South African president Jacob Zuma and his African National Congress sought a court order to have a painting depicting his genitals removed from an art gallery - but two men took matters into their own hands by defacing the portrait with paint.
The case pits freedom of expression against the right to dignity, both guaranteed by South Africa's constitution.
The painting by Brett Murray went on display in a Johannesburg gallery this month and came to the African National Congress' attention a week later, after media reported that it had been sold.
Mr Zuma, who has a reputation for promiscuity, took the depiction very personally and compared himself somewhat ironically to a rape victim. Mr Zuma himself was put on trial for rape and acquitted in 2006.
"The portrayal has ridiculed and caused me humiliation and indignity," Mr Zuma said in an affidavit filed with the South Gauteng High Court in Johannesburg.
Presiding over the hearing in a court a few miles from the gallery, Judge Fayeeza Kathree-Setiloane said the full three-judge bench should hear the case because the national interest and constitutional issues were at stake. She said the hearing would recommence tomorrow.
Mr Zuma and the ANC sought to have the painting, 'The Spear', removed from the Goodman Gallery and to stop the newspaper City Press from displaying a photo of it on its website.
At about the time the hearing was under way, two men wielding cans of red and black paint walked up to the painting hanging on a gallery wall and took turns defacing it.
"Now it's completely and utterly destroyed," said Iman Rappetti, a reporter for a South African TV channel who happened to be on the scene.
Her channel showed a man in a tweed jacket painting a red X over the president's genital area and then his face. Next, a man in a hoodie used his hand to smear black paint over the president's face and down the painting.
The men were finally detained by gallery staff - the second man was head-butted and thrown to the ground before he was handcuffed - and police took them away.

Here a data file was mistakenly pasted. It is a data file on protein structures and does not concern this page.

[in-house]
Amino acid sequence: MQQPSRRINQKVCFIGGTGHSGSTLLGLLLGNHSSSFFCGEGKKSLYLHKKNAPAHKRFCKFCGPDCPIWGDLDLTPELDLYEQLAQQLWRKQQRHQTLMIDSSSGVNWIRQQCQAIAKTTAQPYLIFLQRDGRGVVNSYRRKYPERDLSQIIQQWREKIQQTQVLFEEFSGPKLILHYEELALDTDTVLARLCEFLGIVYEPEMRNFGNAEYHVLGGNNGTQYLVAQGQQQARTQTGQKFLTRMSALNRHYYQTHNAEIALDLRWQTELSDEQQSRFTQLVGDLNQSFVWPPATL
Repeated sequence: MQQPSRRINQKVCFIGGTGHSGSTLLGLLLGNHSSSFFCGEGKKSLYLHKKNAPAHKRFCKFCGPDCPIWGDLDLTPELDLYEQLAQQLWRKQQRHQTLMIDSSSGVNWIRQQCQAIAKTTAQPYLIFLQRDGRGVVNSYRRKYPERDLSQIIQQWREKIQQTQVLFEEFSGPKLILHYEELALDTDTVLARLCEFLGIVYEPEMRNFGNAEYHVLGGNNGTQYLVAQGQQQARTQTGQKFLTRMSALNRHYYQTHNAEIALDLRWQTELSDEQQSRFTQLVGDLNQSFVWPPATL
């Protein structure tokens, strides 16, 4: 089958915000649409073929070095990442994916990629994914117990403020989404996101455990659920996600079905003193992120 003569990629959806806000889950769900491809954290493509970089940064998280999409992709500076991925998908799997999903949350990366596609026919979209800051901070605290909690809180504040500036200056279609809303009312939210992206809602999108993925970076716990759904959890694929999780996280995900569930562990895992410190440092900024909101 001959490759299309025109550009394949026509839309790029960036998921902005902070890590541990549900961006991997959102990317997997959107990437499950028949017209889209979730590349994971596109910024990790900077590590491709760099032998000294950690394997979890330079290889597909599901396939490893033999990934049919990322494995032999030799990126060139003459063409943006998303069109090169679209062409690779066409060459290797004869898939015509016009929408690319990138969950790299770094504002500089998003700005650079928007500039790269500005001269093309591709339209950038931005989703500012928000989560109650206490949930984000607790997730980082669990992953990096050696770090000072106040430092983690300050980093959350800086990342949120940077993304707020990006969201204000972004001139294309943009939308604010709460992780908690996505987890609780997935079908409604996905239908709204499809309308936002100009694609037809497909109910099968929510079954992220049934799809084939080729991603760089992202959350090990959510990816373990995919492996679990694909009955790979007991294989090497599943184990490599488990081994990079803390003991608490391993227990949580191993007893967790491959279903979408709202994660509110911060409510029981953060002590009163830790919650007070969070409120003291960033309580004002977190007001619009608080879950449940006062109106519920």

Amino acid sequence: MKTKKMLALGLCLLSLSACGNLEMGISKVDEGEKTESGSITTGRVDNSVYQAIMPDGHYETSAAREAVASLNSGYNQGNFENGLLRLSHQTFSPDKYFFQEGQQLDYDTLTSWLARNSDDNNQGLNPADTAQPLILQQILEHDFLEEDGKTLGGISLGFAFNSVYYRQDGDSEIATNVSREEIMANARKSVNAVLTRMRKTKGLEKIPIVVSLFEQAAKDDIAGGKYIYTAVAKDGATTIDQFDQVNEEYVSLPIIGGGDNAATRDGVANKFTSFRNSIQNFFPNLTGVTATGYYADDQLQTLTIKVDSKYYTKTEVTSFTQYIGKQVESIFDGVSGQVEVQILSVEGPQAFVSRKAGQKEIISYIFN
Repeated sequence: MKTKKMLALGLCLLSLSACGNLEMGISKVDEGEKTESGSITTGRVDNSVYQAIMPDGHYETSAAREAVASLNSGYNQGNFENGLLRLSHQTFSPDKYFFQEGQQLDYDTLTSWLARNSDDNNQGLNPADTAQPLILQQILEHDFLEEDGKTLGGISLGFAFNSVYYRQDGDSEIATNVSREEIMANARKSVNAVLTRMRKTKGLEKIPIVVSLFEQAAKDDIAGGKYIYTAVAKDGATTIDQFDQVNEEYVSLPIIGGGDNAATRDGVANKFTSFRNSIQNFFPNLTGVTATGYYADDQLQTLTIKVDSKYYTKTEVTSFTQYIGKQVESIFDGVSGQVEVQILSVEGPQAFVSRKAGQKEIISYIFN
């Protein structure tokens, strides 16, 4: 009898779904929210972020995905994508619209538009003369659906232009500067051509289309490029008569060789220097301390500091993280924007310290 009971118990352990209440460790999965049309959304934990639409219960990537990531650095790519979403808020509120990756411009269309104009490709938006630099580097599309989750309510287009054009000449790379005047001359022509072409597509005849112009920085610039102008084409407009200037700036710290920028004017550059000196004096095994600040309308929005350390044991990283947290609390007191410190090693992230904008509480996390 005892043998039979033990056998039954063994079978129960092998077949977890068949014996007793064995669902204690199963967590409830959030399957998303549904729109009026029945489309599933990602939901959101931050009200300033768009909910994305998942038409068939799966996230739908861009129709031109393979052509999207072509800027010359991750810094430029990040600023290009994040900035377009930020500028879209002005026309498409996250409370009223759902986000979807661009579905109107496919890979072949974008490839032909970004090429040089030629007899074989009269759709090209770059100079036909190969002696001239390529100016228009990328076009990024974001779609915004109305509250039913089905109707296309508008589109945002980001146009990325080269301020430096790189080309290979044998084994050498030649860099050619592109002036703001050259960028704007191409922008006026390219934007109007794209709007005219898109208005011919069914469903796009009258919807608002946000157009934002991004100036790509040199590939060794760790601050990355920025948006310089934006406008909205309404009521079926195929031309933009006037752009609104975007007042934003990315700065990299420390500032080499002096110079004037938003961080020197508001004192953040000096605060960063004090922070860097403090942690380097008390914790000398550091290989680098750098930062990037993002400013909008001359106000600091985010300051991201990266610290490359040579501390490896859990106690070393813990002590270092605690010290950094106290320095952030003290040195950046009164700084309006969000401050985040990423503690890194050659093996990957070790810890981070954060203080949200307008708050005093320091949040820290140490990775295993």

The Goodman had said a day earlier that it was stepping up security and gallery visitors said yesterday their bags were searched as they went. After the vandalism the gallery was closed as a throng of reporters and onlookers gathered outside.
In a statement last night, the gallery said the painting had been moved to a safe and undisclosed place and that the gallery would remain closed indefinitely.
"The painting has generated a debate that clearly engages with important legal and constitutional issues," gallery owner Liza Essers said in the statement.
"This is over and above questions of political power, which formed part of its original dialogue.
"The extent of the rage has astonished me and upset me very much. I furthermore never imagined that this debate would transform into harmful physical action."
Artist Murray, through the gallery, has refused to comment.
The ANC said it "cannot condone any action that is not legal". The party then inserted race into the debate by noting that the first man accused of defacing the painting, who is white, was arrested without incident, while the second man, who is black, was shown in a tussle with gallery guards.
Police said the two unidentified men, aged 58 and 25, were expected to appear in a magistrates court tomorrow on a charge of malicious damage to property.
After the painting was defaced, a third man spray-painted the first three letters of the word "respect" on a wall near the gallery's front gate before he was taken away by police. He shouted that the gallery had shown the president disrespect.
At the court, more than 100 pro-Zuma protesters gathered outside. Donavan Cloete held a black, green and gold ANC flag and wore a T-shirt with the slogan: "President Zuma has a right to human dignity and privacy."
"The artist has got his own views on the political situation. He has a right to express himself," Mr Cloete said. "On the other hand, there's got to be a line drawn as to what constitutes satire and what constitutes insult."
But Sophia Morren, a ceramicist who was in the gallery with her daughter when the painting was defaced, said Mr Zuma had shown little respect for himself.
She referred to his six marriages - he currently has four wives, his 21 children, and his acknowledgment in 2010 that he fathered a child that year with a woman who was not among his wives.
"He's famous for all his women, all his children. I get exactly what the artist is saying," Ms Morren said. "Zuma shouldn't be complaining. Really."